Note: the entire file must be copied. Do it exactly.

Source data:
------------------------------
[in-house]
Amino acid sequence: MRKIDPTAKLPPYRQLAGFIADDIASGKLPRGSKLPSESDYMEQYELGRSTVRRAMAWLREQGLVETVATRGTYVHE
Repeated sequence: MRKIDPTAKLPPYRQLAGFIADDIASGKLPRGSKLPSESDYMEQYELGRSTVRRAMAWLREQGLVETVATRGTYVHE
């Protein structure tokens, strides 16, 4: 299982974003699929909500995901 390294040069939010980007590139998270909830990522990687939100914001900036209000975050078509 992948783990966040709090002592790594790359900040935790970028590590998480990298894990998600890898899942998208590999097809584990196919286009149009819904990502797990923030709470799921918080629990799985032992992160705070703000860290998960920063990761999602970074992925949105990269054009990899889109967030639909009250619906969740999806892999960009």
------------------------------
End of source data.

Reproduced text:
[in-house]
Amino acid sequence: MRKIDPTAKLPPYRQLAGFIADDIASGKLPRGSKLPSESDYMEQYELGRSTVRRAMAWLREQGLVETVATRGTYVHE
Repeated sequence: MRKIDPTAKLPPYRQLAGFIADDIASGKLPRGSKLPSESDYMEQYELGRSTVRRAMAWLREQGLVETVATRGTYVHE
């Protein structure tokens, strides 16, 4: 299982974003699929909500995901 390294040069939010980007590139998270909830990522990687939100914001900036209000975050078509 992948783990966040709090002592790594790359900040935790970028590590998480990298894990998600890898899942998208590999097809584990196919286009149009819904990502797990923030709470799921918080629990799985032992992160705070703000860290998960920063990761999602970074992925949105990269054009990899889109967030639909009250619906969740999806892999960009």